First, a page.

Who says politicians are useless and inefficient? They are superbly efficient at one thing, at least – curbing any restraints on their own power. Thus Lord Strathclyde, the Conservative grandee charged by Prime Minister David Cameron with reviewing the role of peers in the governance of the United Kingdom, is set to propose that the Lords lose their veto over delegated or ‘secondary’ legislation. It all stems from the Prime Minister’s (and the Chancellor’s) agitation at the House of Lords blocking plans to cut tax credits. And that was not the first time that the Lords has irritated the House of Commons by questioning its legislative plans.
The argument is that the Commons is elected and the Lords (mostly) isn’t. So the Lords have no right to block Commons legislation. But even the most slavering MP these days would not suggest simply abolishing the Lords and giving the House of Commons absolute power. That would lead to riots. But they figure they can get rid of the ‘problem' a bit at a time. The Lords have already lost their powers to block financial legislation; they can delay but not veto other measures; and the Parliament Act, designed to be used in dire emergencies, is now deployed with dazzling frequency, to push through measures that the Lords feel queasy about.
Lord Strathclyde’s proposals are just the latest sortie in these one-sided air-strikes. Secondary legislation is the detailed regulatory stuff that MPs can’t be bothered with, and delegate to officials: so (runs the argument) why do we need the Lords to worry about that?
Well, we should all worry about it, as we can at least get rid of MPs and even overturn laws, but we can’t vote out regulators. Scrapping regulations ain’t so easy, either. So it is good that such proposals are properly scrutinised before they get going. Give it a year or three, though, and there will be some other issue, and the Lords’ powers will be trimmed again. And again.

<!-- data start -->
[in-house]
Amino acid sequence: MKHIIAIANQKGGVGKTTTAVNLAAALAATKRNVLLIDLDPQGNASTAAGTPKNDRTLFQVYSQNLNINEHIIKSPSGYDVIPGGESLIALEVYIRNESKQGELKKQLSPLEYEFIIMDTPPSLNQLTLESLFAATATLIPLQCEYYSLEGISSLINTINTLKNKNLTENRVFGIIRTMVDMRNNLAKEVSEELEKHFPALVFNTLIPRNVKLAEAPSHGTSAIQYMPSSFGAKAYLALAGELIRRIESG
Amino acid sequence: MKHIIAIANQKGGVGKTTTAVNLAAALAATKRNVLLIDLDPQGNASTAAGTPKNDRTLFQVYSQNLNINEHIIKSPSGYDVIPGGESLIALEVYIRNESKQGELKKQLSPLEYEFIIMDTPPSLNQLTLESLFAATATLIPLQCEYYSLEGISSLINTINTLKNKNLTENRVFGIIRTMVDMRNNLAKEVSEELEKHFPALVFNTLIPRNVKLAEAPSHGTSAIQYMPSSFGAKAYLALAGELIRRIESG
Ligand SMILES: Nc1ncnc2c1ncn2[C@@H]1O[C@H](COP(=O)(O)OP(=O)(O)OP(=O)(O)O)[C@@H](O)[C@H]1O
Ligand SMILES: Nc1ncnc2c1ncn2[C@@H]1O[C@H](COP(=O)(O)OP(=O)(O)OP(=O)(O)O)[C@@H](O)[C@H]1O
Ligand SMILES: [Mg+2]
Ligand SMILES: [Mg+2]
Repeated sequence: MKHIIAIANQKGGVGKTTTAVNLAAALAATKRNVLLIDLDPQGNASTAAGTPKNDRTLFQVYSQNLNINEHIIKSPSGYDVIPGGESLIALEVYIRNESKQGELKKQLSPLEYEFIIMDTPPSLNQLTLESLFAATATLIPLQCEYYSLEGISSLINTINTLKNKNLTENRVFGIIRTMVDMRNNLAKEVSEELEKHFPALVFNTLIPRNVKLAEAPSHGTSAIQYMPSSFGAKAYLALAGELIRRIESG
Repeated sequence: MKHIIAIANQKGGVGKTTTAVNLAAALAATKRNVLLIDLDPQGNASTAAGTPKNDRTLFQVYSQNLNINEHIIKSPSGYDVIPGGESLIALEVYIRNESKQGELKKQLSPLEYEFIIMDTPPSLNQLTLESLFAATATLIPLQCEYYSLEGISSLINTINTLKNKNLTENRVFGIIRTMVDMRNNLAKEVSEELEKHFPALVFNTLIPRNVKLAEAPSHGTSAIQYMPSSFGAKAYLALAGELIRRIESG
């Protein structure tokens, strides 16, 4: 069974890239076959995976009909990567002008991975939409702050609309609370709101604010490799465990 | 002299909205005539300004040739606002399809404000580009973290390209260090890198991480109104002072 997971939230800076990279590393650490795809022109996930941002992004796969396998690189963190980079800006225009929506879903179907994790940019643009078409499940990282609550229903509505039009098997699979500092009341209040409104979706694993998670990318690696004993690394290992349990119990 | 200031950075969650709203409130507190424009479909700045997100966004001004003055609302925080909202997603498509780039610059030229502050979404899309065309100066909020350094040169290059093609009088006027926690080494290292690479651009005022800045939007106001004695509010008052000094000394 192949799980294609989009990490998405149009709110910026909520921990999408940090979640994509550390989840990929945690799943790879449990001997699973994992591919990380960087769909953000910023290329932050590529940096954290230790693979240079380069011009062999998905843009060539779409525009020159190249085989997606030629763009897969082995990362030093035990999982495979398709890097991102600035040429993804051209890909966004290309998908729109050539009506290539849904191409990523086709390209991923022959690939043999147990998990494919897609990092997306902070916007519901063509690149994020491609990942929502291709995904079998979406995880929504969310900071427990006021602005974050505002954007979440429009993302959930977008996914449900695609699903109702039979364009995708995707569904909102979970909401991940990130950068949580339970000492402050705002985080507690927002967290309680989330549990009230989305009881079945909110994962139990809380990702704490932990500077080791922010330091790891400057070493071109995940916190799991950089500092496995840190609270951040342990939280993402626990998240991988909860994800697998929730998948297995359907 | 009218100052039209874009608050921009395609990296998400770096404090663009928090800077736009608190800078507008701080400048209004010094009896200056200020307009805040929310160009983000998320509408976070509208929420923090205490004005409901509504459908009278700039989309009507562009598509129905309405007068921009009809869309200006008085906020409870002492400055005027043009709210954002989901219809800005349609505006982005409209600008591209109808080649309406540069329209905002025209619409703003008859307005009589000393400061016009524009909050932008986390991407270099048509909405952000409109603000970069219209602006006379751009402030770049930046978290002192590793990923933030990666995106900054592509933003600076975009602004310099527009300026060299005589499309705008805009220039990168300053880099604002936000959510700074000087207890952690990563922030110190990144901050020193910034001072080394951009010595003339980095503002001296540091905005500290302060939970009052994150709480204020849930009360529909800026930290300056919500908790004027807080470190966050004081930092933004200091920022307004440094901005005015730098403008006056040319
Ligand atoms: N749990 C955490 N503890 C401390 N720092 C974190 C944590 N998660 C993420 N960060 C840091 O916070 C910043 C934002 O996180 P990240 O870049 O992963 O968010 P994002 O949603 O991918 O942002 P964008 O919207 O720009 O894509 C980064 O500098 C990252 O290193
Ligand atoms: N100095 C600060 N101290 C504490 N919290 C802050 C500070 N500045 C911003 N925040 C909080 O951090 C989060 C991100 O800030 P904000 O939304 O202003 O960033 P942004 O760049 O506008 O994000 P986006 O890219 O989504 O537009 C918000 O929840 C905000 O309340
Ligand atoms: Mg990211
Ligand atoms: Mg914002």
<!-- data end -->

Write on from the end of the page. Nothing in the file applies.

Don’t mistake me: there is a lot wrong with the Lords as a legislative chamber (it should be one-eighth of the size, for a start). But it is better to have a crude check on the House of Commons than not. The UK has the most extraordinary ‘constitution’ in which the Executive sits in the House of Commons, and the Commons can vote for anything it wants – including changing the constitution itself (as with devolution – and see where that is getting us). About the only thing that can stop it, apart from the public armed with pitchforks, is the fact that there is a House of Lords standing in the way.
The earliest liberal thinkers on constitutional matters understood the importance of checking power with power. Montesquieu (1689-1755) argued for separate legislative, executive and judicial bodies – and that the legislative branch should comprise two Houses, so one could block the decisions of the other. He was not wrong. Our politicians don’t want to understand this: the worry is that the public and the commentariat don’t seem to grasp it either.